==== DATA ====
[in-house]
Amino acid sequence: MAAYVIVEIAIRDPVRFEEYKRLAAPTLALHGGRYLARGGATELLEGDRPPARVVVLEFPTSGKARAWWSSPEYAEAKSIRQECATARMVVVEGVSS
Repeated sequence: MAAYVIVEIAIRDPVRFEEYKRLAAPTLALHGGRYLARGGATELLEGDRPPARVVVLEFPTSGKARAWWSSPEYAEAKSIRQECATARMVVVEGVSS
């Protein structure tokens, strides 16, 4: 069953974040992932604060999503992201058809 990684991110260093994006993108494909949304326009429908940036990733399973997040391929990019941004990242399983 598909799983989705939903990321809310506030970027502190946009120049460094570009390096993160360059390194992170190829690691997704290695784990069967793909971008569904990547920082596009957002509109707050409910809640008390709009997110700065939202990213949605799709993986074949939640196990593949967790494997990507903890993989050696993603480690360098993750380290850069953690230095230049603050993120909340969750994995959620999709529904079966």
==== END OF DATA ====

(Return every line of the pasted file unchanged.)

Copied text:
[in-house]
Amino acid sequence: MAAYVIVEIAIRDPVRFEEYKRLAAPTLALHGGRYLARGGATELLEGDRPPARVVVLEFPTSGKARAWWSSPEYAEAKSIRQECATARMVVVEGVSS
Repeated sequence: MAAYVIVEIAIRDPVRFEEYKRLAAPTLALHGGRYLARGGATELLEGDRPPARVVVLEFPTSGKARAWWSSPEYAEAKSIRQECATARMVVVEGVSS
């Protein structure tokens, strides 16, 4: 069953974040992932604060999503992201058809 990684991110260093994006993108494909949304326009429908940036990733399973997040391929990019941004990242399983 598909799983989705939903990321809310506030970027502190946009120049460094570009390096993160360059390194992170190829690691997704290695784990069967793909971008569904990547920082596009957002509109707050409910809640008390709009997110700065939202990213949605799709993986074949939640196990593949967790494997990507903890993989050696993603480690360098993750380290850069953690230095230049603050993120909340969750994995959620999709529904079966």